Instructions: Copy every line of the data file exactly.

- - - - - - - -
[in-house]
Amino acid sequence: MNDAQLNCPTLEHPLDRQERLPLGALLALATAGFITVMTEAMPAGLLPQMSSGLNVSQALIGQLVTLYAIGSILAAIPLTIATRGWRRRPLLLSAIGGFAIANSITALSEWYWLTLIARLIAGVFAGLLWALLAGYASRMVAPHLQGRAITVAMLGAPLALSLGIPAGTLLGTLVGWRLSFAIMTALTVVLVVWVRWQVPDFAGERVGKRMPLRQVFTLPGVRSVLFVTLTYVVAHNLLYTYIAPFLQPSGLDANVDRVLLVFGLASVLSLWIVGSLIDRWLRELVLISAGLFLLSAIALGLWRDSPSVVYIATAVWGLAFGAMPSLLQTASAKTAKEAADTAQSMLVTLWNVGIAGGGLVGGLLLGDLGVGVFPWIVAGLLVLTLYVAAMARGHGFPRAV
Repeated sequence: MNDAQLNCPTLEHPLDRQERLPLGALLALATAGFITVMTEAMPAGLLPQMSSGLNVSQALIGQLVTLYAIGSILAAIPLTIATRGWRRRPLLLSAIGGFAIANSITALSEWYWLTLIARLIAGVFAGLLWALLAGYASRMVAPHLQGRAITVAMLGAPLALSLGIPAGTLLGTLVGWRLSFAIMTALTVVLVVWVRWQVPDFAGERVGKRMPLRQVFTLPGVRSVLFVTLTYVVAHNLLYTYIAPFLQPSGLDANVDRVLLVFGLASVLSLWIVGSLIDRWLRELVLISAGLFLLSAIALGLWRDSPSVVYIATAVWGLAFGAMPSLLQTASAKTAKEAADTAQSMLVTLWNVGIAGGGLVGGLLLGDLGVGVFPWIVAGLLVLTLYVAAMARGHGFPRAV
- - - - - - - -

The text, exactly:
[in-house]
Amino acid sequence: MNDAQLNCPTLEHPLDRQERLPLGALLALATAGFITVMTEAMPAGLLPQMSSGLNVSQALIGQLVTLYAIGSILAAIPLTIATRGWRRRPLLLSAIGGFAIANSITALSEWYWLTLIARLIAGVFAGLLWALLAGYASRMVAPHLQGRAITVAMLGAPLALSLGIPAGTLLGTLVGWRLSFAIMTALTVVLVVWVRWQVPDFAGERVGKRMPLRQVFTLPGVRSVLFVTLTYVVAHNLLYTYIAPFLQPSGLDANVDRVLLVFGLASVLSLWIVGSLIDRWLRELVLISAGLFLLSAIALGLWRDSPSVVYIATAVWGLAFGAMPSLLQTASAKTAKEAADTAQSMLVTLWNVGIAGGGLVGGLLLGDLGVGVFPWIVAGLLVLTLYVAAMARGHGFPRAV
Repeated sequence: MNDAQLNCPTLEHPLDRQERLPLGALLALATAGFITVMTEAMPAGLLPQMSSGLNVSQALIGQLVTLYAIGSILAAIPLTIATRGWRRRPLLLSAIGGFAIANSITALSEWYWLTLIARLIAGVFAGLLWALLAGYASRMVAPHLQGRAITVAMLGAPLALSLGIPAGTLLGTLVGWRLSFAIMTALTVVLVVWVRWQVPDFAGERVGKRMPLRQVFTLPGVRSVLFVTLTYVVAHNLLYTYIAPFLQPSGLDANVDRVLLVFGLASVLSLWIVGSLIDRWLRELVLISAGLFLLSAIALGLWRDSPSVVYIATAVWGLAFGAMPSLLQTASAKTAKEAADTAQSMLVTLWNVGIAGGGLVGGLLLGDLGVGVFPWIVAGLLVLTLYVAAMARGHGFPRAV